Factbox: Patchwork of U.S. regulations governs firearms
(Reuters) - The Second Amendment to the U.S. Constitution says Americans have the right to bear arms, but the sale, possession, transportation and use of weapons are covered by a host of local, state and federal regulations.
Gun laws have come under scrutiny after 26 people were killed in a shooting rampage at a Connecticut school on Friday. The suspected shooter, Adam Lanza, is believed to have stolen the guns from his mother.
Some U.S. politicians, including President Barack Obama, have called for tightening U.S. gun laws, including a ban on so-called assault weapons.
Guns bought from licensed dealers are subject to federal and state laws and frequently require background checks and waiting periods. Buyers purchasing firearms from private sellers can usually avoid such checks and delays.
Here is an overview of the patchwork of federal and state laws applying to firearms:
** U.S. federal law only permits a "qualified law enforcement officer" with proper agency-issued identification to carry a concealed firearm. But every state in the nation, except Illinois, now allows residents to carry concealed weapons. An appeals court earlier this month ruled the Illinois law banning most people from carrying handguns in public is unconstitutional.
** The 49 states that permit the concealed carry of firearms are broken up into two groups: "shall issue" states and "may issue" states.
In so-called "shall issue" states, officials are required to issue a permit to anyone who meets minimum requirements.
Once a permit is issued, the permit holder may carry a loaded, concealed firearm in a public place -- although a number of states prohibit concealed weapons in specified locations.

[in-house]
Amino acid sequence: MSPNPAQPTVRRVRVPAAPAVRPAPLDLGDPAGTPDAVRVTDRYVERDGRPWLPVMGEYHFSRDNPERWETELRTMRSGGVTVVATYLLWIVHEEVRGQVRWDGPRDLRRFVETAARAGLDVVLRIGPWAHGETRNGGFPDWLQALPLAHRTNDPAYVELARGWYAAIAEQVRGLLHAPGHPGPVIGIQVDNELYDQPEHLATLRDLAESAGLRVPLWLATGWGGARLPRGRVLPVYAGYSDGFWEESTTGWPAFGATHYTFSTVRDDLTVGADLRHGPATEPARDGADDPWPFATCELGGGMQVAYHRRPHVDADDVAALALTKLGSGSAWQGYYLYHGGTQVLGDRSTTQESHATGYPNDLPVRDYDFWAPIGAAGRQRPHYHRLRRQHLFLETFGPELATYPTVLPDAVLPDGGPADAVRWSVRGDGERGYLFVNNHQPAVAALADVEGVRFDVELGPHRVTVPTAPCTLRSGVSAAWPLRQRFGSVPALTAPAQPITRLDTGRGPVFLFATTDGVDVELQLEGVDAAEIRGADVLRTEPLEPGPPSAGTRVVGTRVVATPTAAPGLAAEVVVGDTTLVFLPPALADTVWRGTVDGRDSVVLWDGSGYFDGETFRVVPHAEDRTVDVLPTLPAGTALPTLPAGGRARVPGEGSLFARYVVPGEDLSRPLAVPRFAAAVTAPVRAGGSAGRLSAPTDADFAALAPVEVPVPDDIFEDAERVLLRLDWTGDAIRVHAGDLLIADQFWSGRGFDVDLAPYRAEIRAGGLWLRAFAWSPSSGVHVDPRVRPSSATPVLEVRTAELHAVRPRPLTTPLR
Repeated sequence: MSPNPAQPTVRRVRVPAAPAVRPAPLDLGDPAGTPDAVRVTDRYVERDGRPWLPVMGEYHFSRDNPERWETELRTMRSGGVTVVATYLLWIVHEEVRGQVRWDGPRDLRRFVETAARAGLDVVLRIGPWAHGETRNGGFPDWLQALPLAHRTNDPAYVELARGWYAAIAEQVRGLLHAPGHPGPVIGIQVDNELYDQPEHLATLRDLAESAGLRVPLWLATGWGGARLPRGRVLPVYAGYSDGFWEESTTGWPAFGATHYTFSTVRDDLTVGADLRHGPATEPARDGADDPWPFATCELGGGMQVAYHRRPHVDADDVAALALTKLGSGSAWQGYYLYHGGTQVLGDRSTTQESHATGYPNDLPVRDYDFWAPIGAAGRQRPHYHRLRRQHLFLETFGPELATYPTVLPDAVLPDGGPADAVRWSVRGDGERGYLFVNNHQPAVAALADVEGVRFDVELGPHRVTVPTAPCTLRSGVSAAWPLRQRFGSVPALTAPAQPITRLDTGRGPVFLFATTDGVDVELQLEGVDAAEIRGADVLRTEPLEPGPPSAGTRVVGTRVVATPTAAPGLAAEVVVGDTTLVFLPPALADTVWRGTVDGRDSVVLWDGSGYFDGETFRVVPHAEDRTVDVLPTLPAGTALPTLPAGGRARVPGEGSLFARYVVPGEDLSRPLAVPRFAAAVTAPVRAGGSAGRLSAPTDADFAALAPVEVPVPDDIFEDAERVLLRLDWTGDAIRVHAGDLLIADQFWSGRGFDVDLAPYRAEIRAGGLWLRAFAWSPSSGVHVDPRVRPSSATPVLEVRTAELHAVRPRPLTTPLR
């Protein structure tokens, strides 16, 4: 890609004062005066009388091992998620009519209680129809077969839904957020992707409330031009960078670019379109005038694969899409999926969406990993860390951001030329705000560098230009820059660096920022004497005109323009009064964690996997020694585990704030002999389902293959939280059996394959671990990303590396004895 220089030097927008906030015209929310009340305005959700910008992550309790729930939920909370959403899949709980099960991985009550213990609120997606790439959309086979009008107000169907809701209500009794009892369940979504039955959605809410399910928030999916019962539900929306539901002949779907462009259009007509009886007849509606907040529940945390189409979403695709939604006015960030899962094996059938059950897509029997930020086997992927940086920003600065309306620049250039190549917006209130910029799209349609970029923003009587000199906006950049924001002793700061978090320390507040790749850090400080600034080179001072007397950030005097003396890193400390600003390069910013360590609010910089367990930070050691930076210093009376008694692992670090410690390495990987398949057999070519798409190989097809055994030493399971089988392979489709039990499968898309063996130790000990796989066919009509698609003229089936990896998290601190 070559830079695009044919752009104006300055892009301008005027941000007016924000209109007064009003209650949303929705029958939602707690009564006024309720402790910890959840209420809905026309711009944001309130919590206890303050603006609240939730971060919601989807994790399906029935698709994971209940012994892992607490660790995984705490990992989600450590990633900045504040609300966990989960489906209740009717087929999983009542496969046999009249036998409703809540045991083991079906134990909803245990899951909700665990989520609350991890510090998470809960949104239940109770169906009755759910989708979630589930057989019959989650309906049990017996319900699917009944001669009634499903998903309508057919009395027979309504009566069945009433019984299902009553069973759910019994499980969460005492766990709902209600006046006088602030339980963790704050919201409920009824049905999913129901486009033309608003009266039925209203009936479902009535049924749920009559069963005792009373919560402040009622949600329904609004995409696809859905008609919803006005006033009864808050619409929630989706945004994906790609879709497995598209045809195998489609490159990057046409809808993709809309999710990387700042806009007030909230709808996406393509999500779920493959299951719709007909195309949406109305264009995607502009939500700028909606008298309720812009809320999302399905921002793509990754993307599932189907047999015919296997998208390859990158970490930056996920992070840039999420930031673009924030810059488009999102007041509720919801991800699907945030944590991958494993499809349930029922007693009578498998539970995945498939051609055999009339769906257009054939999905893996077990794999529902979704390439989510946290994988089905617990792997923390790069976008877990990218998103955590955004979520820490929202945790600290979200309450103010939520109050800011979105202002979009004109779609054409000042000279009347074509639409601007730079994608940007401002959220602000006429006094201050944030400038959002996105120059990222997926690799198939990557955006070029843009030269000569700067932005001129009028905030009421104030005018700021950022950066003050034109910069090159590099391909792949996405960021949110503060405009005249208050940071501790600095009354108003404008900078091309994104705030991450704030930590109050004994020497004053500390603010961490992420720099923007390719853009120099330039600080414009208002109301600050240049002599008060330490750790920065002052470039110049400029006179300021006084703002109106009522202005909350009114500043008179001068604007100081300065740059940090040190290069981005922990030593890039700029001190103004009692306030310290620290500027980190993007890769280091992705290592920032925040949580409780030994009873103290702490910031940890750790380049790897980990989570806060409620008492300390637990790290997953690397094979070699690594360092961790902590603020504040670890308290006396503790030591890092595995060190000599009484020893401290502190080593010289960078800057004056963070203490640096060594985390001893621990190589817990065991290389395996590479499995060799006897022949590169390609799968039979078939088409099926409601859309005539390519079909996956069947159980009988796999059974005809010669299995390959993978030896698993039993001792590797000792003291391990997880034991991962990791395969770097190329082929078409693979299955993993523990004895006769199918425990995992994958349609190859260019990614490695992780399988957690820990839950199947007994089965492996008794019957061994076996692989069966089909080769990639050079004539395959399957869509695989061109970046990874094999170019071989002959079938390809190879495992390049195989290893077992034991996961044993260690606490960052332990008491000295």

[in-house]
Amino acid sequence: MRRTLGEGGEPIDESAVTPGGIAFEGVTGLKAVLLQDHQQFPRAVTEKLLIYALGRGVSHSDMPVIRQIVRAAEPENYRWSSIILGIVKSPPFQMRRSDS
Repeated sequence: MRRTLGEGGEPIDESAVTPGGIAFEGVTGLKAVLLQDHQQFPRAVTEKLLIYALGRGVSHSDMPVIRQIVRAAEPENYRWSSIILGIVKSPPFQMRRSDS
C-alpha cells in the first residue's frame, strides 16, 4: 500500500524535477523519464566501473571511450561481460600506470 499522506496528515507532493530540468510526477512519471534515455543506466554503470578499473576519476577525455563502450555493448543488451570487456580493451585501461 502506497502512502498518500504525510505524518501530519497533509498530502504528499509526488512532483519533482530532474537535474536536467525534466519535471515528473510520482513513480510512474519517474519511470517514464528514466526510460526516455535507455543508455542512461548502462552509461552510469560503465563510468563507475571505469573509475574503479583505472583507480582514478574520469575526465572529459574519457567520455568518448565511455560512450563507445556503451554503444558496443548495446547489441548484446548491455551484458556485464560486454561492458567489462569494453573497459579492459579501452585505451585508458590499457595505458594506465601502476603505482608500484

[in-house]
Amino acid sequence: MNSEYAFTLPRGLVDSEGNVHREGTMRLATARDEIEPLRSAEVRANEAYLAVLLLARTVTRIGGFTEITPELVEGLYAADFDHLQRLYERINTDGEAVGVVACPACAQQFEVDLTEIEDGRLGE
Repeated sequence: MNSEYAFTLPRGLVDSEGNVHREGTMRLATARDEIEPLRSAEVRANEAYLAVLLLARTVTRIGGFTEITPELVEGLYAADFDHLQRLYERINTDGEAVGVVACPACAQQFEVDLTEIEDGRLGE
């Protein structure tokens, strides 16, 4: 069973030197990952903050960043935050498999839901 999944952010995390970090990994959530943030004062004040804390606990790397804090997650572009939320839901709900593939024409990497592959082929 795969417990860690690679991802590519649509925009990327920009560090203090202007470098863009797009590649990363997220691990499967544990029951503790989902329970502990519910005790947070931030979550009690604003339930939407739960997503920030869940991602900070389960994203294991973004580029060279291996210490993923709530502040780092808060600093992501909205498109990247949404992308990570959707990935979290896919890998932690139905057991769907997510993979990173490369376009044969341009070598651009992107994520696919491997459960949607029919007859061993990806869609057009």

There are 35 "shall issue" states, including Florida, Indiana, Michigan, New Hampshire, Ohio, Pennsylvania, Texas and Washington.
In the so-called "may issue" states, including Alabama, Connecticut, Hawaii, Massachusetts and New York, officials have discretion to grant or deny the permit, based on various statutory factors. Most "may issue" states require applicants to show a bona fide need to carry a concealed firearm.
In addition to the "shall issue" and "may issue" states, there are four states -- Arizona, Alaska, Vermont and Wyoming -- where no permit is required to carry a concealed weapon.
Of the 49 states that allow concealed weapons, fewer than half require applicants to demonstrate basic knowledge of firearm use and safety. They are California, Connecticut, Delaware, Hawaii, Iowa, Kansas, Kentucky, Massachusetts, Michigan, Missouri, Nebraska, New Jersey, North Carolina, Oregon, Rhode Island, South Carolina, Texas and Utah.
** Most states limit where firearms are allowed and ban them outright from school property, prisons and jails, courthouses and other government buildings, and places where liquor is served.
A smaller number of states prohibit concealed weapons in places of worship, polling places, sports arenas, hospitals and mental health facilities and casinos.
A handful of states, including Oregon, place almost no limit on where concealed weapons may be carried.
** There is no federal ban on assault weapons -- semi-automatic firearms designed with military features to allow rapid and accurate spray firing. A ban adopted in 1994 expired in 2004 when Republican George W. Bush was president, and was not renewed.
** Seven states have imposed bans on assault weapons and the high-capacity magazines that increase their killing potential --- California, Connecticut, New York, New Jersey, Hawaii, Maryland and Massachusetts, plus the District of Columbia. Source: National Conference of State Legislatures, Law Center to Prevent Gun Violence, Brady Campaign and Brady Center to Prevent Gun Violence